4. The MMORPG's story is emphasized but the majority of players ignore it and rush through their carrot-on-a-stick experience, because they've heard it all before and the quality is never as good as a singleplayer RPG's story. The game design problem here, in my view, is that the story has no meaning or purpose. Everyone is the chosen one who saves the day, no one really cares. I doubt whatever is left of the Roleplay community even cares anymore too. An MMORPG with a "roller coaster ride main storyline" is like designing an entire game world and universe where every player is the same person. All the NPCs treat every player as though they are the same person. Every non-player interaction is as though each player is the same person. Game designers that do this also typically greatly limit the ability for players to interact with players in meaningful ways. It creates a singleplayer experience in a genre that is supposed to be about playing with thousands of other people around the world. What is the point of this game being a massively multiplayer online game, if you aren't interacting with other players at all? Pretty much every fantasy MMORPG has this problem.


In conclusion, MMORPGs today are almost always just a cash grab and the players know it. That's why we see the trend known as MMO hopping. We as players, are living in the dark ages of MMORPGs. That's why everyone is so excited for the WoW classic server. Everyone really just wants to play a legitimate MMORPG again that they can invest their time and money in. I can only assume that game designers are not completely stupid. They're doing all of these things with purpose. These seem like obvious points, and probably aren't all of the points to be made in regards to this subject matter. I think that in reality, they want their games to die (Or maybe they're designing their games only to keep their whales satisfied?). Maybe they're looking for a formula to maximize their return on investment quickly, they'll milk the whales and then close the servers down as quickly as possible. Rinse and repeat. In my opinion, this whole situation can be used to consider both the benefits and the pitfalls of untethered capitalism. The free market is working, in the sense that it kills the MMORPGs that are bad, but the bad actors that make these MMORPGs are still profiting from their development, so they'll just make a new shit-show for us all next year. It's kind of like they're playing the free market, using it to their whim. One can only assume these game developers aren't stupid. They're running a business but their business is turning into selling snake oil, rather than creating genuine entertainment. They don't have sincere, honest intentions anymore. They just want your money. We need to culturally change and stop rewarding these instant gratification, gambling MMORPGs all together. At this point I think the only option is for us to promote the indie developers who want to create a genuine MMORPG experience for players.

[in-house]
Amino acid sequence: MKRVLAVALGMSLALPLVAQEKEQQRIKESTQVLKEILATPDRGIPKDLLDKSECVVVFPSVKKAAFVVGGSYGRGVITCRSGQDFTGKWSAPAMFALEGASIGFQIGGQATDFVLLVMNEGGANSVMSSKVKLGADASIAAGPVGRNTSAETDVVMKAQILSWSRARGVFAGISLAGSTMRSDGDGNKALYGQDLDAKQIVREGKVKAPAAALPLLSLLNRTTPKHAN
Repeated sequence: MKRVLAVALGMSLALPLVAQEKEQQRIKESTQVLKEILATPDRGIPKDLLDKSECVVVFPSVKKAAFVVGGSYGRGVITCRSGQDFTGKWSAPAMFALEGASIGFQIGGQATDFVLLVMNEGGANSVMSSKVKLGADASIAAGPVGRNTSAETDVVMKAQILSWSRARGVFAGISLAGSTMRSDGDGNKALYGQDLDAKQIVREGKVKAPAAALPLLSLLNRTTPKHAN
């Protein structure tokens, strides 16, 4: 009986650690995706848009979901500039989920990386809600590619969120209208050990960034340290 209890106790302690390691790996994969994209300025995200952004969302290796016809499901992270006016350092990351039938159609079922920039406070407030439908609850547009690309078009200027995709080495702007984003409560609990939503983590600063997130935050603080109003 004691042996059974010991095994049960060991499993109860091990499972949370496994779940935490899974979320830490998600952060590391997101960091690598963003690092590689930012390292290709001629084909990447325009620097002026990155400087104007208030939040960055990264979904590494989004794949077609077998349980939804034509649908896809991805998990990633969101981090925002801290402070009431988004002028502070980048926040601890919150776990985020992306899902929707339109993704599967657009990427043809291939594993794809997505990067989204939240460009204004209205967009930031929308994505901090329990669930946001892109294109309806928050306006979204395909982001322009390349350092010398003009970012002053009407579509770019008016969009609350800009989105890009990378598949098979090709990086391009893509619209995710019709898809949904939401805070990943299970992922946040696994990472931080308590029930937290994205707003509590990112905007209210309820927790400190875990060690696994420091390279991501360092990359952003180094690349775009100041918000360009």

All of the best MMORPGs that have weathered the test of time do not make these terrible game design choices.

Eve Online doesn't do it.
Ultima Online didn't do it.

Runescape doesn't do it.

The Classic WoW and the first couple expansions don't do it either.
And these MMORPGs will always be loved and cherished by the MMORPG community.

They'll always be played in some form or fashion.

Anyway, thanks for reading. I just wanted to get this off my chest. It's something I have thought about for a long time, and it always makes me sad. We have the technology to make great MMORPG experiences for players that are way better than the classic MMORPGs, but it's squandered with untethered, capitalist greed. I'm not a commie but it's pretty intuitive as to what's causing MMORPGs to be complete trash nowadays.